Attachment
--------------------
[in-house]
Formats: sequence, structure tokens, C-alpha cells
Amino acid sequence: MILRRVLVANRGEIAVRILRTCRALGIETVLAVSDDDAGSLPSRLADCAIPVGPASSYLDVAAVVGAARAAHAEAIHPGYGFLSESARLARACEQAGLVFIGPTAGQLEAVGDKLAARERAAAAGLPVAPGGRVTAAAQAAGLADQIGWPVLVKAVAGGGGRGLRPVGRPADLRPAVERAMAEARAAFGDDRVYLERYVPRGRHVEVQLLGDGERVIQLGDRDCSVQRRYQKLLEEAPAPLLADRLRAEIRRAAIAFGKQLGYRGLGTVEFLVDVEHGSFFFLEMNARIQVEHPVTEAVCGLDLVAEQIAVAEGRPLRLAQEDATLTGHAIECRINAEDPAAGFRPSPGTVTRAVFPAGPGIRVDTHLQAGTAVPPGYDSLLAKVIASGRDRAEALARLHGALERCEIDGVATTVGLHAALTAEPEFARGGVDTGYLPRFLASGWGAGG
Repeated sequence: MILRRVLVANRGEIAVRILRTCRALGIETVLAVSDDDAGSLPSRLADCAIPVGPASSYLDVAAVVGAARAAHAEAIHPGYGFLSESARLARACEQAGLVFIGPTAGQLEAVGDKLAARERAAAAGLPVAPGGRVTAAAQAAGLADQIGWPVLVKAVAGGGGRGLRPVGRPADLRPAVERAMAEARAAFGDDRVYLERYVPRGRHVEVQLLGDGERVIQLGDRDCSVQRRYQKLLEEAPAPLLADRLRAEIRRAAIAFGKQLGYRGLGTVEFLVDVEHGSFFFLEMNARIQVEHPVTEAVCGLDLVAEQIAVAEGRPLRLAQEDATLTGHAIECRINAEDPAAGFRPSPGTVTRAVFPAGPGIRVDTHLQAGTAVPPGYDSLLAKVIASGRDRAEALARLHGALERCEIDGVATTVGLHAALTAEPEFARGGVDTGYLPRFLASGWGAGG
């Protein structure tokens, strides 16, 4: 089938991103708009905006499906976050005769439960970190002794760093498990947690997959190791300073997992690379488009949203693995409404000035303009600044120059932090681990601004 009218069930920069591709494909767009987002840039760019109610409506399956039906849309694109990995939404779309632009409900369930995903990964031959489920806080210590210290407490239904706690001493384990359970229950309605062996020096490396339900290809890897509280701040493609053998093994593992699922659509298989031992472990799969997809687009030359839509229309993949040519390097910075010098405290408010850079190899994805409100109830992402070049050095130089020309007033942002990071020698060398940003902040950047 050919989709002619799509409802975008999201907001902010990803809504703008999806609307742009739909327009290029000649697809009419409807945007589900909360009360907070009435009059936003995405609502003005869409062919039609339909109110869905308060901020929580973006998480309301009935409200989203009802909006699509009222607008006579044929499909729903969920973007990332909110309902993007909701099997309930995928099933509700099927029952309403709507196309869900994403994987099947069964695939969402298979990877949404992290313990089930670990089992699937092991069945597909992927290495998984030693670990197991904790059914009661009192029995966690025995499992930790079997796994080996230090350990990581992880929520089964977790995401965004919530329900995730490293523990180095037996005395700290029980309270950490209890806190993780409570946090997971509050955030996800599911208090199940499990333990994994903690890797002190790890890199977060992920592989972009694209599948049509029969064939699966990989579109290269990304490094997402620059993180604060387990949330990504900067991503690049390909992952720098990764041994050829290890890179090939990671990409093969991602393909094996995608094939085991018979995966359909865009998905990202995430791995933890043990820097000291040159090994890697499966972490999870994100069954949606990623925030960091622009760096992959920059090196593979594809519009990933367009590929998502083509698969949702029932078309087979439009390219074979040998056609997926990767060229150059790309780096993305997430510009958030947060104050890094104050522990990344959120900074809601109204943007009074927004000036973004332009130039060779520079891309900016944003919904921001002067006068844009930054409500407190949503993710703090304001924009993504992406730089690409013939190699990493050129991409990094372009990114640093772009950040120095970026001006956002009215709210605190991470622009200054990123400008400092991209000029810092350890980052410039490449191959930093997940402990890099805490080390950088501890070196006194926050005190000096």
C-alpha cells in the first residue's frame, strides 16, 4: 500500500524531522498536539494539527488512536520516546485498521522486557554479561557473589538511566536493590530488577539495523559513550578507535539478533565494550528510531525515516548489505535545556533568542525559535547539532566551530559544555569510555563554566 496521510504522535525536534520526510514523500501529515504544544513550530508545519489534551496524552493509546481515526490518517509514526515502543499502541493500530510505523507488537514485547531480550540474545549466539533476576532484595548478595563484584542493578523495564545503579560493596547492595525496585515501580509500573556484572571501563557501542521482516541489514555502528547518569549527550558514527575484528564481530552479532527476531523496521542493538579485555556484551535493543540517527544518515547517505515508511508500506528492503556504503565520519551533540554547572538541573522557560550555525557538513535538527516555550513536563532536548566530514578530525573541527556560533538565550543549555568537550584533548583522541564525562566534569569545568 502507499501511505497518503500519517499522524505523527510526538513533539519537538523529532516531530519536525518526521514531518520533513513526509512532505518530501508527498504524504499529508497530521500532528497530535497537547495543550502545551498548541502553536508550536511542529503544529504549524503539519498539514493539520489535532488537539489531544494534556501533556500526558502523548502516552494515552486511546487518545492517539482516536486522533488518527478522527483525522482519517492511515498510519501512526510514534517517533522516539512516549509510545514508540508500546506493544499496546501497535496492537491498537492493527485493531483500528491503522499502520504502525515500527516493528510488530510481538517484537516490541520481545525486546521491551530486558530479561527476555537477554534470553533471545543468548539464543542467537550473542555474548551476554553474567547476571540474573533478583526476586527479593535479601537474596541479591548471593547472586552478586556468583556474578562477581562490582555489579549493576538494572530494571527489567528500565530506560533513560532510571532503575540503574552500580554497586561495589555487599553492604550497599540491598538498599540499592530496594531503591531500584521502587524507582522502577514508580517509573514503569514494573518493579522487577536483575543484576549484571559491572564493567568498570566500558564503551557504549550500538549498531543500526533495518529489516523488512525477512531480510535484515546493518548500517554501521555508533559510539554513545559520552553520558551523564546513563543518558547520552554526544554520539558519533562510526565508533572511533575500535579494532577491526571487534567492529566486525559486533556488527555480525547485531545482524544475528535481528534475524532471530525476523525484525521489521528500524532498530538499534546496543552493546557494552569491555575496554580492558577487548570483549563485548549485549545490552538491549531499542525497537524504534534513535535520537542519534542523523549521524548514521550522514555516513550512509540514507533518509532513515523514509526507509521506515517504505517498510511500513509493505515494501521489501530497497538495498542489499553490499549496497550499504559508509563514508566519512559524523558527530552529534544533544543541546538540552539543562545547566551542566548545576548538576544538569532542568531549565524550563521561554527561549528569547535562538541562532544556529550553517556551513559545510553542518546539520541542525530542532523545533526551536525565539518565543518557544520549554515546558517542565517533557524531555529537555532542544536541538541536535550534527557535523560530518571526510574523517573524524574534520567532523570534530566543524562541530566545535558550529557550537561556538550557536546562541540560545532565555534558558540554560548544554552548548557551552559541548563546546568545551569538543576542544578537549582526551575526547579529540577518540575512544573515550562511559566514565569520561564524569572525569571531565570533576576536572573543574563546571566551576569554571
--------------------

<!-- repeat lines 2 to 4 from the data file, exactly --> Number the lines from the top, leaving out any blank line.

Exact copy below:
Formats: sequence, structure tokens, C-alpha cells
Amino acid sequence: MILRRVLVANRGEIAVRILRTCRALGIETVLAVSDDDAGSLPSRLADCAIPVGPASSYLDVAAVVGAARAAHAEAIHPGYGFLSESARLARACEQAGLVFIGPTAGQLEAVGDKLAARERAAAAGLPVAPGGRVTAAAQAAGLADQIGWPVLVKAVAGGGGRGLRPVGRPADLRPAVERAMAEARAAFGDDRVYLERYVPRGRHVEVQLLGDGERVIQLGDRDCSVQRRYQKLLEEAPAPLLADRLRAEIRRAAIAFGKQLGYRGLGTVEFLVDVEHGSFFFLEMNARIQVEHPVTEAVCGLDLVAEQIAVAEGRPLRLAQEDATLTGHAIECRINAEDPAAGFRPSPGTVTRAVFPAGPGIRVDTHLQAGTAVPPGYDSLLAKVIASGRDRAEALARLHGALERCEIDGVATTVGLHAALTAEPEFARGGVDTGYLPRFLASGWGAGG
Repeated sequence: MILRRVLVANRGEIAVRILRTCRALGIETVLAVSDDDAGSLPSRLADCAIPVGPASSYLDVAAVVGAARAAHAEAIHPGYGFLSESARLARACEQAGLVFIGPTAGQLEAVGDKLAARERAAAAGLPVAPGGRVTAAAQAAGLADQIGWPVLVKAVAGGGGRGLRPVGRPADLRPAVERAMAEARAAFGDDRVYLERYVPRGRHVEVQLLGDGERVIQLGDRDCSVQRRYQKLLEEAPAPLLADRLRAEIRRAAIAFGKQLGYRGLGTVEFLVDVEHGSFFFLEMNARIQVEHPVTEAVCGLDLVAEQIAVAEGRPLRLAQEDATLTGHAIECRINAEDPAAGFRPSPGTVTRAVFPAGPGIRVDTHLQAGTAVPPGYDSLLAKVIASGRDRAEALARLHGALERCEIDGVATTVGLHAALTAEPEFARGGVDTGYLPRFLASGWGAGG